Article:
Despite running around his busy distillery most of his waking hours, flip-flops remain Ben’s footwear of choice. In fact, he wears them with shorts all year round. Such is the Life of Reilley, a company and philosophy rooted in a carefree and comfortable existence.
Ben and Shioban Reilley took a big leap of faith launching the distillery, Madison County’s first since Prohibition.
A former vintner, Ben had never piloted a still. But, his passion for enjoying and making craft beverages pushed him into business producing vodkas that now quickly disappear for distribution after bottling.
In the same way the “little things” make the Reilley way of life worth living, it’s the attention to detail that makes Reilley’s vodka worth drinking. The exclusively New York-grown ingredients give Ben’s spirits a solid, subtle flavor intended to inspire relaxation.
Ben: “I was the director of operations for a local winery for 4 years, and quite honestly, my wife and I sat down after 4 years and we said, “If you’re going to work 80 hours a week for somebody, it might as well be for yourself.” We saw a hole in the marketplace for a local, micro-craft distillery. We said, “You know what? Beverage chemistry is beverage chemistry.” Again, so we sat down and Life of Reilley was born. It was kind of an antiquated term, it basically means the carefree, comfortable life- which as you can see in my flip flops and my shorts- it says right on our bottle, the definition of the life of Reilley is a carefree, comfortable existence.”
“For us, it’s riding down to Cazenovia Lake with the top down on the Jeep, swimming in the lake all day and having campfire with friends, and just having an awesome time. At the same time, being cognizant of where your stuff comes from, enjoying the sunset and enjoying the small things in life, so that’s how Life of Reilley was born. For us, it’s the story I like to tell is craft spirits are where wine was 20-25 years ago, and craft beer was 10-15 years ago. Now people are turning their attention to the back of the bar. They’re saying, “Okay, I want to know where my wine comes from. I want to know where my beer comes from. Now I want to know where my spirits come from.” We’re kind of riding that crest of popularity. I find it just to be a natural extension of people wanting to know where their stuff is, supporting local and know that they’re supporting local farmers and families.”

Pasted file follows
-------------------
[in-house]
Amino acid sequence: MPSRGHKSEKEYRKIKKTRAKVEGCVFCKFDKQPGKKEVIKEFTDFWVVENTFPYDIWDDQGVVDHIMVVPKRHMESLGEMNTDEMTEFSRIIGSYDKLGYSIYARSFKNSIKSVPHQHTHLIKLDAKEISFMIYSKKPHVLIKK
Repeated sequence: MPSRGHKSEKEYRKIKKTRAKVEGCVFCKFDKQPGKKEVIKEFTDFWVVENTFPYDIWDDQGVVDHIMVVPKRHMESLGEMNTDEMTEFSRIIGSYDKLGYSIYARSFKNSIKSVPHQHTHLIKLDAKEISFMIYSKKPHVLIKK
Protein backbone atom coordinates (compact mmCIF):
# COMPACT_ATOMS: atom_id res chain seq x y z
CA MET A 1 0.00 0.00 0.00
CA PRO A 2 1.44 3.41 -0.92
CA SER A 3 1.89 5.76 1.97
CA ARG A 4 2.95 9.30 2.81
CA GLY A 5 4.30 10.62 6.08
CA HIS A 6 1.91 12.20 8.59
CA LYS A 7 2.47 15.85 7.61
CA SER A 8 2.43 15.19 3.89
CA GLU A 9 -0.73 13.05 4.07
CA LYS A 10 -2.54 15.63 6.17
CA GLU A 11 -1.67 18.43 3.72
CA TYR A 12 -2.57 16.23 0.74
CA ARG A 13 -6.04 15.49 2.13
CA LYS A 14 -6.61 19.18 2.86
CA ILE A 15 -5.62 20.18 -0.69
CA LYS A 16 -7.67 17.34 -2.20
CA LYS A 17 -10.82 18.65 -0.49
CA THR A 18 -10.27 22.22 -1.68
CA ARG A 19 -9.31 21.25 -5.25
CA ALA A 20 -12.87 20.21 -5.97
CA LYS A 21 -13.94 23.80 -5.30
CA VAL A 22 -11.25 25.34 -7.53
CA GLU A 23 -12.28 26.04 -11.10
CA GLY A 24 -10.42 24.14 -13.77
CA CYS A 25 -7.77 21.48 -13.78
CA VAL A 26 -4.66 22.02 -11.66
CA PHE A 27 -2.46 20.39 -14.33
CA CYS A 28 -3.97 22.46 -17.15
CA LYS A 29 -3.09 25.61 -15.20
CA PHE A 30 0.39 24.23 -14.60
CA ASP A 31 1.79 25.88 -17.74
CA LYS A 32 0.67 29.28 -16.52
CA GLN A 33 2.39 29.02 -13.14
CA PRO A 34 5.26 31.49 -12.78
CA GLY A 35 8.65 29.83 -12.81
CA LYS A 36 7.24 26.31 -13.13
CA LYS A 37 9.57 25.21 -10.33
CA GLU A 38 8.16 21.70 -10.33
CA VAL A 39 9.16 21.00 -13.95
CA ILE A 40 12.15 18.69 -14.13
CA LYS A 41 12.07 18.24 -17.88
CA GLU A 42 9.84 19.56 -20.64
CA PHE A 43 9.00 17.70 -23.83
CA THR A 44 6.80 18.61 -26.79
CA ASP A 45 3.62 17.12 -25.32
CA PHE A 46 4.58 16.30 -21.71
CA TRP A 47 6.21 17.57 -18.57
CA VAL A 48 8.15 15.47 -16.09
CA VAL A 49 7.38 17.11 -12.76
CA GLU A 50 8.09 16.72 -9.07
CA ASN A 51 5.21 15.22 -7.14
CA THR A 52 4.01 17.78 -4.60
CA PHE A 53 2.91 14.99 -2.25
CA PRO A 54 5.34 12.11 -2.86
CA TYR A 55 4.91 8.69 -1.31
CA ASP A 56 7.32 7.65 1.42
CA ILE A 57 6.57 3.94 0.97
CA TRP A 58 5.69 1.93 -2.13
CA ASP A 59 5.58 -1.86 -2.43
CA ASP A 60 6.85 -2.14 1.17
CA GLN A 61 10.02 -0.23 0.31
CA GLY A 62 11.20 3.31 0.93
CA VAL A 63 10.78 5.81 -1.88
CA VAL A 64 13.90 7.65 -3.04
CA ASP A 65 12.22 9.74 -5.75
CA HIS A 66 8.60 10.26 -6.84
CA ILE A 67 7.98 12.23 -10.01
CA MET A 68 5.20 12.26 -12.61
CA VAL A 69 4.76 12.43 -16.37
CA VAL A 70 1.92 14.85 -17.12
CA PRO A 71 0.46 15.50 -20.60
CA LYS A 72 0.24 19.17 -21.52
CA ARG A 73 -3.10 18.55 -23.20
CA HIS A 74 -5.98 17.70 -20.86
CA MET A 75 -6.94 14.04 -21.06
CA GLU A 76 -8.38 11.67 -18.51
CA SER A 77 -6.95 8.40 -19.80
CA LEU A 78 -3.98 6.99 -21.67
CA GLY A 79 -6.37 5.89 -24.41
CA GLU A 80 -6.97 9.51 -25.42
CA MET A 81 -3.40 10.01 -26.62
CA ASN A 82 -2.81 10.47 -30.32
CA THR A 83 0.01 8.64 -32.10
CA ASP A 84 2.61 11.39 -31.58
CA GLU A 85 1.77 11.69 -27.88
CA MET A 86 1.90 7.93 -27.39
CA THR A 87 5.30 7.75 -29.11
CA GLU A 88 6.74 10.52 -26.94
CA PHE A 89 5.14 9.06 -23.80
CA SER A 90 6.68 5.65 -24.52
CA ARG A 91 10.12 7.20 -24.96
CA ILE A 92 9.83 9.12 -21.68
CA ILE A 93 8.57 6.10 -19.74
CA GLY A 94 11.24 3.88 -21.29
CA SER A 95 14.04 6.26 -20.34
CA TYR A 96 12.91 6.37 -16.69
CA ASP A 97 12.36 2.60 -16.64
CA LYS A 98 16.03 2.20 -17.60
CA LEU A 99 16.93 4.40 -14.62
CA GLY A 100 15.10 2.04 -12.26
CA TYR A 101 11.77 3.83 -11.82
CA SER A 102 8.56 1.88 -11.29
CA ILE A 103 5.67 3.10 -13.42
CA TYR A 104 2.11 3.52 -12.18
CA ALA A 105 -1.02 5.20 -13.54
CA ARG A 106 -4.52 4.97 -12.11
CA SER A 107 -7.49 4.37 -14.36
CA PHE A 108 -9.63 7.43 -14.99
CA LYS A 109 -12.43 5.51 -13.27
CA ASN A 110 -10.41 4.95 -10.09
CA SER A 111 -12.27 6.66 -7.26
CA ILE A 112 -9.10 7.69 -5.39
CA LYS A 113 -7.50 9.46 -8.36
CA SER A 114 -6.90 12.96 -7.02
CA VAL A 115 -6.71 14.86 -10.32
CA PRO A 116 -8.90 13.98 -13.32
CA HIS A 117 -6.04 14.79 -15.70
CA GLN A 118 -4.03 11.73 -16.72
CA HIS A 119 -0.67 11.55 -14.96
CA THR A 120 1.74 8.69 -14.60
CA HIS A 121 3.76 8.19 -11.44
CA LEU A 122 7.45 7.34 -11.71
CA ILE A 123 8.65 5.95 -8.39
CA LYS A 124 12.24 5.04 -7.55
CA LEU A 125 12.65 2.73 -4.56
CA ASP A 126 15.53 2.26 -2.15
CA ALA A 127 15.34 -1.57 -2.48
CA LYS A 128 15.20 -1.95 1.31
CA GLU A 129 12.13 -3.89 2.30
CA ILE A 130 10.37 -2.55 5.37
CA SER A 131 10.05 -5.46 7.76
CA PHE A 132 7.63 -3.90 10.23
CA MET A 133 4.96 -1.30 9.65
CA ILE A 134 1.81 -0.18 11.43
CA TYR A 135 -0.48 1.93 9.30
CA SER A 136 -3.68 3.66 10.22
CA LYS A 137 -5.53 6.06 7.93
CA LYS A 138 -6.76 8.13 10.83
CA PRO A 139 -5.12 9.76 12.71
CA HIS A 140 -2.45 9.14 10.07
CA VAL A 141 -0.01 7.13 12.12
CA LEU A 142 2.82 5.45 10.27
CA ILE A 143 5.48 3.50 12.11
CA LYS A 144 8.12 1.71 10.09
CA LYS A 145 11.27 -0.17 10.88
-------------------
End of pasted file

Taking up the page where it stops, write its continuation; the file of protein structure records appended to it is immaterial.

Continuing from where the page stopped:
“I think that’s what people don’t really understand when it comes to craft beverages. Aren’t you worried about 1911, aren’t you worried about Adirondack? No, I’d like to have my tasting room right next to them! All we’re looking to do is grow the New York pie, and get more people into New York products. In terms of Central New York, I think we’re on the forefront. I’ve always thought we were on the forefront of people trying to understand where their stuff comes from, and then reinvesting back into the community. There is something so cool happening in the Utica/Central New York area that my theory on that is Utica and the Mohawk Valley got such a poor rep for such a long time, that so many young people finally just bubbled up and said, “I’m not going anywhere, I’m going to start building something cool right in my backyard.”
“We use 100 percent New York flaked corn, comes from the Finger Lakes, mostly Skinny Atlas, Auburn, Geneva area. We get it sourced here, it comes by 18-wheeler. 30-foot auger comes swinging out and gets pumped right into those bags over there. Are disco lemonade is raspberry vodka, fresh-squeezed lemonade, and we use about 20-25 mint leaves that we soak overnight. That’ll be our disco lemonade product. After that, the sky’s the limit when it comes to pre-mixed cocktails. We’re taking our business in a completely different direction. We’ve poured it for people and they’ve absolutely loved it.”